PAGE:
The Quest for a Million Words

After the word count bar limit was upped from 200,000 to 999,999 in 2007, people have set out to max out the word counter by aiming for a million words. The first Wrimos to succeed at this were Hanxa, Delayra, and Caeraerie in 2008. Kateness and Caeraerie hit the million words in 2009. In 2010 the word count bar limit had been reduced to 500,000 words, but that hasn't stopped several Wrimos from aiming for the million word mark.

In 2011 the word counter maxed out at 1,000,000 words for the first time, and caillien and Captain Lonewolf exceeded that limit. Caillien went on to max out the counter in 2012, 2013, and 2014, and currently holds the record for most times completing the million. In 2014 witcykristy, Kiryuu-chan and TheMaskedCokie wrote a million words as well; S.Berry also maxed out the counter in 2014 but wrote an actual total of just over 1.5 million words. She and Kiryuu-chan broke the million again in 2015. S.Berry and Kiryuu-chan both wrote over 3 million apiece. S.Berry holds the current record for most words ever written during NaNoWriMo at 3.030 million.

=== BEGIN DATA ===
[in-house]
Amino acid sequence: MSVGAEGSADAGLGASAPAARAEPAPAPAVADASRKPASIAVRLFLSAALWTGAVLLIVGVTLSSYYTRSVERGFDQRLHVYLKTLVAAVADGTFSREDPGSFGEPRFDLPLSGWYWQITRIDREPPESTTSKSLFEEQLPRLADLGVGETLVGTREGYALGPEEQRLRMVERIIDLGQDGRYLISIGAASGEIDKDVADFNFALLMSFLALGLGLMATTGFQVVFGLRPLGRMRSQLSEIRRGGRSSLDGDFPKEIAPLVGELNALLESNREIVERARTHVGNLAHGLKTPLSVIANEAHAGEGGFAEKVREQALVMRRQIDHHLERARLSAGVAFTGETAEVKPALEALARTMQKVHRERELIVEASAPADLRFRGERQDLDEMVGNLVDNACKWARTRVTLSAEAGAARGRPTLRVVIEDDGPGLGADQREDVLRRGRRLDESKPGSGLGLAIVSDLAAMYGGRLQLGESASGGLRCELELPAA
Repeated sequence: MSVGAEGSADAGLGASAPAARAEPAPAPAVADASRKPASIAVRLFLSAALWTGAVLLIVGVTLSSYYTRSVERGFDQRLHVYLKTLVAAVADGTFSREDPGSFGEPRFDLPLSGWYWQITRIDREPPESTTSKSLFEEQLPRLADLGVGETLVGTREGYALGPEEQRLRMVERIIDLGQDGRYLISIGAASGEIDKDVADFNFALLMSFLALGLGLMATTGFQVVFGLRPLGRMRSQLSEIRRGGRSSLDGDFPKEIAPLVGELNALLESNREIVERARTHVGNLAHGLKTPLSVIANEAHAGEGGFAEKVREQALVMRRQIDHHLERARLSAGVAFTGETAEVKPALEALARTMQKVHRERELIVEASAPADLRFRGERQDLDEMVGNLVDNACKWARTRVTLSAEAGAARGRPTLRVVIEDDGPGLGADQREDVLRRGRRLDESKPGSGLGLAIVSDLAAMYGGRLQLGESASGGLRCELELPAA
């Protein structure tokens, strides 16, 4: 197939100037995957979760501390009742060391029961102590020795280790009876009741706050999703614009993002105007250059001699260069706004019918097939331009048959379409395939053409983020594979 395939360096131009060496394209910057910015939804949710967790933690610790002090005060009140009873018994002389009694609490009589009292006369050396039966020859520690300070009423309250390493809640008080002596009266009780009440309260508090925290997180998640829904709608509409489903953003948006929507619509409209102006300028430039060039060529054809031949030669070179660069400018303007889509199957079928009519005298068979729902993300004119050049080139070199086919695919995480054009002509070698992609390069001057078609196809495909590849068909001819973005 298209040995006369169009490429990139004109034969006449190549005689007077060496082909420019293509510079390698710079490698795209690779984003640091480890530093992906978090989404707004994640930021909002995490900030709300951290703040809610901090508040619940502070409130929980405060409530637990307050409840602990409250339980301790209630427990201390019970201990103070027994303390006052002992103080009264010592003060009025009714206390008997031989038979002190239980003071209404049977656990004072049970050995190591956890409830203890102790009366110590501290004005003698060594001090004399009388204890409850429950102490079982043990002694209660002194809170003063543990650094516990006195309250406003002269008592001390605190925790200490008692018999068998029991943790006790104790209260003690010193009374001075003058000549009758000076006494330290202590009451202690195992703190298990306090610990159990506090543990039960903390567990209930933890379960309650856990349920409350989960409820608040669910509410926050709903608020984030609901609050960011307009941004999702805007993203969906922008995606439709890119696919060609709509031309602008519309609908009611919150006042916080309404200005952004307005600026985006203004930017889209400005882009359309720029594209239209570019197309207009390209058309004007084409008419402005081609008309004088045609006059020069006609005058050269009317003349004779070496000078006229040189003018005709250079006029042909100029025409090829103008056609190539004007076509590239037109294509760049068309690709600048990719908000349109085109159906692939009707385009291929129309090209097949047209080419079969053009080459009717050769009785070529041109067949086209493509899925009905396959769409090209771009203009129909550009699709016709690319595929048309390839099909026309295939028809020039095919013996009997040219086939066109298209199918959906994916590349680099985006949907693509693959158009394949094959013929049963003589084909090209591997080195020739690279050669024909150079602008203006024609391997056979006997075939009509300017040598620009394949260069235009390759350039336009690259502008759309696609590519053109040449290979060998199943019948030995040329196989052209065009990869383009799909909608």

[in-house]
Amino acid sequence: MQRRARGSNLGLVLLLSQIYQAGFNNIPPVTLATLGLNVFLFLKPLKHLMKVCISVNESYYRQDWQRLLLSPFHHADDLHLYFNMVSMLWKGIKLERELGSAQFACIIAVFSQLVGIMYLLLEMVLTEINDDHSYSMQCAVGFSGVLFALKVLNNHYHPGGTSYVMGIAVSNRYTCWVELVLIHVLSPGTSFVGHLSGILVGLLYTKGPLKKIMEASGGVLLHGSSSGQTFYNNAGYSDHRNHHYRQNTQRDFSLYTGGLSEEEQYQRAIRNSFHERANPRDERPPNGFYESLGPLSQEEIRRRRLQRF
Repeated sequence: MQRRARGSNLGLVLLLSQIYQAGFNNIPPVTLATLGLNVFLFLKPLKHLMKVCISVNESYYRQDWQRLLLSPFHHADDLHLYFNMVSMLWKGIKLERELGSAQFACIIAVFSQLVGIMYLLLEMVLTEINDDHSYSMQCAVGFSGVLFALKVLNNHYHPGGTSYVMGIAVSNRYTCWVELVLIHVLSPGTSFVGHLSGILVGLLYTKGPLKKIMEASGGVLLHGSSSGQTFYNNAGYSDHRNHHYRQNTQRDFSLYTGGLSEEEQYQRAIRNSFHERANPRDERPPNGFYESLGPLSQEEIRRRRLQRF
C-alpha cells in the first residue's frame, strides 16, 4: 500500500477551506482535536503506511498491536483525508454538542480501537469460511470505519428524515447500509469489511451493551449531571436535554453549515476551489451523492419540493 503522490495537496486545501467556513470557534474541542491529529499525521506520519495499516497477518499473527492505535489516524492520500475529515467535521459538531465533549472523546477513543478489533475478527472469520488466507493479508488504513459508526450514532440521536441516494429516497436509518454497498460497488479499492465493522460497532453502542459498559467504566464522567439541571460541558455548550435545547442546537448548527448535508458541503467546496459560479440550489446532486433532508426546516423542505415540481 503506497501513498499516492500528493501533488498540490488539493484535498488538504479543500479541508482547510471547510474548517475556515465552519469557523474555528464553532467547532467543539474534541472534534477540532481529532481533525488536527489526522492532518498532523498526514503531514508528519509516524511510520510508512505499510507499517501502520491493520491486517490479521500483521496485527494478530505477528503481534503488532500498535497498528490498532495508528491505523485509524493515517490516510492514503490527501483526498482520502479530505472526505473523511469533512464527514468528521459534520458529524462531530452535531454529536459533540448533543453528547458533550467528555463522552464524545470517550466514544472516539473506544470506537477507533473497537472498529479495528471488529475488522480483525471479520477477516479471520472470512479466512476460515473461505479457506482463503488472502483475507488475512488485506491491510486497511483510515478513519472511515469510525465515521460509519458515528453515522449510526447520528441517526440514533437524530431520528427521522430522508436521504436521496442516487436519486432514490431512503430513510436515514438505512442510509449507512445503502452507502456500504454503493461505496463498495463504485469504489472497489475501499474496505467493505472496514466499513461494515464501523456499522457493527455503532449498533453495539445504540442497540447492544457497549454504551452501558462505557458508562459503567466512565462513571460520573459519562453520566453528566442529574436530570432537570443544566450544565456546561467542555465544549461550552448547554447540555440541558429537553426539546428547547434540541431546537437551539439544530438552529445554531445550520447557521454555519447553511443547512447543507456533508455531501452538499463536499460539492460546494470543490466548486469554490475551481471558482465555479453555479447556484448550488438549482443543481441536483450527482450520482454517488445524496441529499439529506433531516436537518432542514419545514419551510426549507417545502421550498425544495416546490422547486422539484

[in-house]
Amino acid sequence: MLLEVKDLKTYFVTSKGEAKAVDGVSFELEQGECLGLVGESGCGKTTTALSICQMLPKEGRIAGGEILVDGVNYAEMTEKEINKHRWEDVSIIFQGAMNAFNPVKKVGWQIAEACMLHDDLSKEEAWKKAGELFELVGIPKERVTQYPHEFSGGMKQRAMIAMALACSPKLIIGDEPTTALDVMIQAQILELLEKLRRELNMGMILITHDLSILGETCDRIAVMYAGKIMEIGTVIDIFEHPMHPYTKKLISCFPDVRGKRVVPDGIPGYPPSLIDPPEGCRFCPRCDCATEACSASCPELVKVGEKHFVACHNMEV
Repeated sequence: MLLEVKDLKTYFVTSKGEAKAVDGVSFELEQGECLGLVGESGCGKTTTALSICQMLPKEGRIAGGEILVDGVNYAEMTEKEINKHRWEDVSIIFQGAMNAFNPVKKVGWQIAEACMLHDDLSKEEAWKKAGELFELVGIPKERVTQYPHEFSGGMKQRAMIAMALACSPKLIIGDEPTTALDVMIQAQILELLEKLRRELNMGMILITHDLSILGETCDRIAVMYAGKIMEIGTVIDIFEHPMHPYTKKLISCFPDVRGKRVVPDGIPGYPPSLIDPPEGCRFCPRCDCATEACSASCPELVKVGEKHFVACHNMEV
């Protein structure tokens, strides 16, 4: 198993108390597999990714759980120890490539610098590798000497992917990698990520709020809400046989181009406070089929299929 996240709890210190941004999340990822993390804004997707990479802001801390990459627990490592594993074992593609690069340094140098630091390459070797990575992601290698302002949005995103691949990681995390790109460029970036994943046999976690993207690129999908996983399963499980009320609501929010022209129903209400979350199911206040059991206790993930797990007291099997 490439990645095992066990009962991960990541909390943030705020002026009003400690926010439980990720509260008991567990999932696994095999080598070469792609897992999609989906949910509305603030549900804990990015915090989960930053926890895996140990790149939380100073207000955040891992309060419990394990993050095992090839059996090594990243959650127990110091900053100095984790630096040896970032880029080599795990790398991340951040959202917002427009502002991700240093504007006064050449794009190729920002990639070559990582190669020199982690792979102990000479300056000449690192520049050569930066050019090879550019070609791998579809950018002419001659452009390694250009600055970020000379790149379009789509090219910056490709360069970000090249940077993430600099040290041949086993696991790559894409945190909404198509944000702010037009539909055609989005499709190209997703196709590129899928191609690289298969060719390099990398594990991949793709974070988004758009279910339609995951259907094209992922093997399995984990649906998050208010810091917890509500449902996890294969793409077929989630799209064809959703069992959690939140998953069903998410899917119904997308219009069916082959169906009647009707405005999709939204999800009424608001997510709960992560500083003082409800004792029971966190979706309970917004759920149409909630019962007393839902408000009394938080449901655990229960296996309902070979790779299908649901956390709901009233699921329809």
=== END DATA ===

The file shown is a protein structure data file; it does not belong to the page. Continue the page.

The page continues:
The Quest for a Million Words: Camp NaNoWriMo Edition

During Camp NaNoWriMo April 2015, Orangekiss hit a million words.

The Future of Overachievers

As Nanowrimo continues to grow, the number of overachievers is likely to continue to rise. They are already a significant minority of the population, but are unlikely to become the majority because 50k words in a month is difficult enough for many Wrimos. A few overachievers have called for NaNo to be more flexible with setting goals beyond 50k, and opinions about this were actually gathered in the 2011 NaNoWriMo Participant Survey. However, the idea did not receive sufficient support from survey respondents. Due to the discontinuation of Script Frenzy in June 2012 (and its subsequent integration into Camp NaNo starting in April 2013), and record-breaking fundraising during NaNo 2012, some users called for Camp Nano to offer more flexible word count goals. This became reality for the Camp sessions starting in 2013, allowing people to aim for anywhere from as little as 10,000 words to as much as 999,999 words.

Implementing flexible word count goals or multiple novel support during the main NaNoWriMo event in November in any fashion is unlikely, however, because the main Nano event is often seen by its participants (including some overachievers) as being about the 50k. In addition, there are no events at risk of discontinuation and/or integration into NaNo Main, and the overachievers are unlikely to ever be a substantial portion of the NaNo population. Likewise, NaNo Rebels are unlikely to see rebel-specific tools (such as the ability to validate scripts or art) for the same reasons.

External links

Wordcount Doesn't Matter - And Why: an article on wordcount from the perspective of an overachiever

See also

List of published authors who write quickly